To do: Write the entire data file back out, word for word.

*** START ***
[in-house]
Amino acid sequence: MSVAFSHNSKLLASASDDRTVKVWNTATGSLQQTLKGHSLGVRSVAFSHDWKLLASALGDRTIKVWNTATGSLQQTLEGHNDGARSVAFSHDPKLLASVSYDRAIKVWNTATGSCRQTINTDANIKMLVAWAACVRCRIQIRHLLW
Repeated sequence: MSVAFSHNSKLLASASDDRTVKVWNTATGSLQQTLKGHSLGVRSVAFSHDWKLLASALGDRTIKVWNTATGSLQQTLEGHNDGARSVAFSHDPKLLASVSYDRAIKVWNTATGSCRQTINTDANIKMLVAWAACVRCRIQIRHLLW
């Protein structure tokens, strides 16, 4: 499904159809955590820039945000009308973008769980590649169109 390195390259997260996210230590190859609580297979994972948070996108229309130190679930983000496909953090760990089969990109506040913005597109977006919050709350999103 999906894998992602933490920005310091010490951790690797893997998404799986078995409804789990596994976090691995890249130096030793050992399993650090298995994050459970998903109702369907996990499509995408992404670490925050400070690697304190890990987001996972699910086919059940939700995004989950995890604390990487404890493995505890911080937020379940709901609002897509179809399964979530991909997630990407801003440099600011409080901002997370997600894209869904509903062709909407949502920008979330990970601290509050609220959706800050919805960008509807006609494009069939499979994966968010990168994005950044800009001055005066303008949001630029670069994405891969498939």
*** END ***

[in-house]
Amino acid sequence: MSVAFSHNSKLLASASDDRTVKVWNTATGSLQQTLKGHSLGVRSVAFSHDWKLLASALGDRTIKVWNTATGSLQQTLEGHNDGARSVAFSHDPKLLASVSYDRAIKVWNTATGSCRQTINTDANIKMLVAWAACVRCRIQIRHLLW
Repeated sequence: MSVAFSHNSKLLASASDDRTVKVWNTATGSLQQTLKGHSLGVRSVAFSHDWKLLASALGDRTIKVWNTATGSLQQTLEGHNDGARSVAFSHDPKLLASVSYDRAIKVWNTATGSCRQTINTDANIKMLVAWAACVRCRIQIRHLLW
């Protein structure tokens, strides 16, 4: 499904159809955590820039945000009308973008769980590649169109 390195390259997260996210230590190859609580297979994972948070996108229309130190679930983000496909953090760990089969990109506040913005597109977006919050709350999103 999906894998992602933490920005310091010490951790690797893997998404799986078995409804789990596994976090691995890249130096030793050992399993650090298995994050459970998903109702369907996990499509995408992404670490925050400070690697304190890990987001996972699910086919059940939700995004989950995890604390990487404890493995505890911080937020379940709901609002897509179809399964979530991909997630990407801003440099600011409080901002997370997600894209869904509903062709909407949502920008979330990970601290509050609220959706800050919805960008509807006609494009069939499979994966968010990168994005950044800009001055005066303008949001630029670069994405891969498939």